90 days from today is Mon, 17 January 2022
10 June 2021
Police firearms officers need clear guidance on use of force, the Police Federation of England and Wales has told the Home Office at its annual conference.
Officers face an unfair situation, the session entitled “Use of force - Objective or Subjective” heard, because they are currently being held to two different standards.
Scott Ingram, Lead Lawyer on Criminal Police Misconduct Slater and Gordon, explained: “We now have two different tests. In criminal law we have one test and in police misconduct we have a different one. In criminal law an officer’s decision to use force will be justified based on their honestly-held belief about the need to use force - that is the subjective test. In misconduct proceedings, because of the court of appeal decision [in October last year], even if an officer has an honestly-held belief, they can still be dismissed if an objective view is upheld that their belief was unreasonable.
“Most police officer decisions to use force are in quick time, in a difficult situation, and in stressful scenarios. So quite how an officer is expected to weigh up the criminal law test and the misconduct test before they decide to use force is a problem. It is far from ideal and needs to be resolved by a decision in the Supreme Court.”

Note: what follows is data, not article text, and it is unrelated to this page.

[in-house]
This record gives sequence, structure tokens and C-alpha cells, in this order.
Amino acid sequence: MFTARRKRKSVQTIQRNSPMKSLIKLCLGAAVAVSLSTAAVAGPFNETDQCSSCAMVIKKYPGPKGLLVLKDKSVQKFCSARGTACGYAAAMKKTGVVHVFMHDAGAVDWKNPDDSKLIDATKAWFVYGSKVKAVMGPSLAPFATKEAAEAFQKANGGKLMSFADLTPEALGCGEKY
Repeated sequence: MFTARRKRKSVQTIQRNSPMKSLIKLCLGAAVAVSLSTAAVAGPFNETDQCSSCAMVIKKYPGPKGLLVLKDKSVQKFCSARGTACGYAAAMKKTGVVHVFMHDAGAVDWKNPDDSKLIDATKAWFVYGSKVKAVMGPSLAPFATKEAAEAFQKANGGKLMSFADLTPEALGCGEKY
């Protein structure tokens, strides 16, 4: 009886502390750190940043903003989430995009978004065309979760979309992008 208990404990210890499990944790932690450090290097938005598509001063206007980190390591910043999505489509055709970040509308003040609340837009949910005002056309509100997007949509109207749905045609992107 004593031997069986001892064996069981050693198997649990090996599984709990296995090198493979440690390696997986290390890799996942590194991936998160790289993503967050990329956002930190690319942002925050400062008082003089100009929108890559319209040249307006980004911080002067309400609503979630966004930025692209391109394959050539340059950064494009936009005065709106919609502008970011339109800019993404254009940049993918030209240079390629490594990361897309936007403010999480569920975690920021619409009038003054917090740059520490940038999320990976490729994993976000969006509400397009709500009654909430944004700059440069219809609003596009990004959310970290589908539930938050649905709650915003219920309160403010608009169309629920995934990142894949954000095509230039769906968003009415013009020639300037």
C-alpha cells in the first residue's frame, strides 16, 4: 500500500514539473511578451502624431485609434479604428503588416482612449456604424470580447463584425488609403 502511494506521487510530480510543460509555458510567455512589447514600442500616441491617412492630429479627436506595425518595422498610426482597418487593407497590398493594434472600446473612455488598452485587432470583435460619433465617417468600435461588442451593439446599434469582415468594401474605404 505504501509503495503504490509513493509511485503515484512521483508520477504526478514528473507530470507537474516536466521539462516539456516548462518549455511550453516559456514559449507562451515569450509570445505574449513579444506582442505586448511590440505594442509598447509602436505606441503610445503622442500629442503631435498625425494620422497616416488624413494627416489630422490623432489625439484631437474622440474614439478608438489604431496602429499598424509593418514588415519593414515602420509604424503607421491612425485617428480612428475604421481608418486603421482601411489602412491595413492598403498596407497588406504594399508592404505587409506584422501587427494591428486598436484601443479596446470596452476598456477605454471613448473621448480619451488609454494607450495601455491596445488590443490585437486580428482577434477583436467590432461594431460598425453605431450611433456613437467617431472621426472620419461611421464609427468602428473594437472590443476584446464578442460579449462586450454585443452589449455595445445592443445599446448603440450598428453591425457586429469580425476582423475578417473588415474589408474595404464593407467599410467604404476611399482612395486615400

Steve Hartshorn, Firearms and Less Lethal Lead, PFEW told the conference that the situation was unfair and needed amending.
He said: “This affects every strand of policing - from frontline officers responding to 999 calls to senior leaders and chief constables, and if officers are making decisions around what could potentially lead to use of force…it is only right and proper that everyone involved know exactly what standard they are being assessed and held to account by.”
He called for the Home Office and the College of Policing to equip police officers with the information they need to do their jobs.
Steve added: “Any use of force has to be justified, accounted for and used in right circumstances…Officers are going through a very complex process. The last thing they need to be thinking is “if I make this use of force, am I going to be criticised for something I got wrong?
“If they need to think about it for too long, will there be a pause that could cause injury to the officer, injury to a member of the public? Will it mean that subject they are trying to deal with could cause more harm or get away?”